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The Consumer Protection Act, 1986 (COPRA) was passed by the Indian parliament and came into force on December 1986. The Act was passed to protect the consumers’ interest as well as to establish state bodies to deal with consumer problems and anything that arises thereof.
Consumer courts were established as Consumer Dispute Resolution Agencies and they deal with consumer disputes, conflicts and grievances. It is a forum where a consumer may file a case against a seller in the case where the consumer feels that he has been cheated or exploited by the seller. The point of having a separate forum for consumer disputes is to ensure that such disputes are speedily resolved and make is less expensive.
COPRA provides for the formation of consumer courts, under the Act there are three tiers of Consumer Courts they are as follows:
District Consumer Dispute Redressal Forum (DCDRF):
The DCDRF operates at a district level and takes on any consumer dispute where the appellants claim for compensation does not exceed 20 lakh rupees.
State Consumer Dispute Redressal Commission (SCDRC):
The SCDRC operates at a state level and takes on any consumer dispute where the appellants claim for compensation exceeds the amount of 20 lakhs but does not exceed 1 crore rupees.
National Consumer Dispute Redressal Commission (NCDRC):
The NCDRC is the apex court and takes on any consumer dispute where the appellants claim for compensation exceeds the amount of 1 crore rupees.
The jurisdictions of the courts are based on the hierarchy of the courts;
1. Pecuniary Jurisdiction:
2. Territorial Jurisdiction:
Territorial jurisdiction is to be taken into consideration after establishing pecuniary jurisdiction. A complaint may be filed in the court that is within those local limits where;
To determine where the cause of action arises you can apply the same laws applicable to contract law.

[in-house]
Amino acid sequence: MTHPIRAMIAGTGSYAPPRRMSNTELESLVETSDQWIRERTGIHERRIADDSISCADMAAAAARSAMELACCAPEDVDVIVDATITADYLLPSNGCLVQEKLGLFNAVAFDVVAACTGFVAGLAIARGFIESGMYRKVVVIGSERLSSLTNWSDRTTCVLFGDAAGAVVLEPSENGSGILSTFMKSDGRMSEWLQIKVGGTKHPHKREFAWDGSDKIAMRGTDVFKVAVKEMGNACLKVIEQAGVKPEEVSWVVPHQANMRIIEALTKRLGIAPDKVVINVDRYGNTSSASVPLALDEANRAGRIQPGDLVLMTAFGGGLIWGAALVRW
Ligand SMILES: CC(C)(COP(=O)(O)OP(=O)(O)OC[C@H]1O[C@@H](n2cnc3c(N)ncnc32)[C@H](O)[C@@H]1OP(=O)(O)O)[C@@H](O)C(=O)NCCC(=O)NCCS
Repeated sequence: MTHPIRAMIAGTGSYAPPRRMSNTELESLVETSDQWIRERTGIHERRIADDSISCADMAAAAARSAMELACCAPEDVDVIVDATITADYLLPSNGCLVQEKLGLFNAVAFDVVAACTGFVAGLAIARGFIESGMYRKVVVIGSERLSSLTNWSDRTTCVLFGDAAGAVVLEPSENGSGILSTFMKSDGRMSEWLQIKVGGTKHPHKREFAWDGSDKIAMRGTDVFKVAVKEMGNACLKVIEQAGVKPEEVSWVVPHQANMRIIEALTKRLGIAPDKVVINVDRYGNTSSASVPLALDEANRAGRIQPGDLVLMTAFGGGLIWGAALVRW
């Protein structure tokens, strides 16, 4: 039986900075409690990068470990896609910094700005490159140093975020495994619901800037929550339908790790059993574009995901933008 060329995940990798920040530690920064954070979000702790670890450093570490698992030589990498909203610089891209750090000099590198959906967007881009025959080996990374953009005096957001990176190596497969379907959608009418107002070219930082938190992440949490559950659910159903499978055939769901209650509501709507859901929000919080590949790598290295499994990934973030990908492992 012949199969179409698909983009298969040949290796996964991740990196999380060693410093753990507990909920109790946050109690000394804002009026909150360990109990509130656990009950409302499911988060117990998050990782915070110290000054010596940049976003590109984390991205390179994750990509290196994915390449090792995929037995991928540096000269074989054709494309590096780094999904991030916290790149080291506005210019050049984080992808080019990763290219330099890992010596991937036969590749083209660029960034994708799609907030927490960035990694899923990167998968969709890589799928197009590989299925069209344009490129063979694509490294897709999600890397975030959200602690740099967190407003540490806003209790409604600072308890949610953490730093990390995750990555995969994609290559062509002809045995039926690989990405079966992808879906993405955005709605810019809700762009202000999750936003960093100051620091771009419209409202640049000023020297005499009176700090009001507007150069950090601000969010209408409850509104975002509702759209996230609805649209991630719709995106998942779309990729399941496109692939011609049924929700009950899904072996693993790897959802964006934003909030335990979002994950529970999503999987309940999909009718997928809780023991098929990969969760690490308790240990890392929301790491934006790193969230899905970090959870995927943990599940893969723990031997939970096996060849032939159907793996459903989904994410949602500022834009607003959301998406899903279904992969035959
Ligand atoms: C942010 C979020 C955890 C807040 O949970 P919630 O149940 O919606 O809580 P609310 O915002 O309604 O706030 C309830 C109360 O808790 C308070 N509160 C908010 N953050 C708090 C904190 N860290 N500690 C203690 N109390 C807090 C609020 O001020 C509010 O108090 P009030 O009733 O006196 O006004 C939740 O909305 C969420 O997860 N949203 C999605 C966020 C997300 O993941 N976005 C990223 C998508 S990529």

Transactions done online effectively negates territorial jurisdiction. In this case, territorial jurisdiction is in any of the multiple places the cause of action arises, which also includes where the appellant resides.
3. Appellate Jurisdiction:
The Consumer Protection Act, 1986 provides for the composition of each of the courts.
1. District Consumer Dispute Redressal Forum:
Each district forum is to consist of:
2. State Consumer Dispute Redressal Forum:
Each State Commission shall consist of –
Provided that no appointment under this clause shall be made except after consultation with the Chief Justice of the High Court;
Provided that every appointment made under this clause shall be made by the State Government on the recommendation of a selection committee consisting of the following, namely:- (i) President of the State Commission – Chairman, (ii) Secretary of the Law Department of the State – Member, (iii) Secretary, in-charge of Department dealing with consumer affairs in the State – Member.
3. National Consumer Dispute Redressal Forum:
The National Commission shall consist of –
Provided that no appointment under this clause shall be made except after consultation with the Chief Justice of India;
Provided that every appointment made under this clause shall be made by the Central Government on the recommendation of a selection committee consisting of the following, namely:-
The powers and functions of the commission are enumerated in section 4 of the act. Section 4(1) states the functions as follows.
1. Functions :
The consumer commission has the power to do anything that it deems to be necessary for it to meet and perform its functions. It may take any action that it may so deem advantageous or convenient for or in connection with carrying out its functions or to be incidental to their proper discharge and may carry on any activities in that behalf either alone or in association with any other person or body.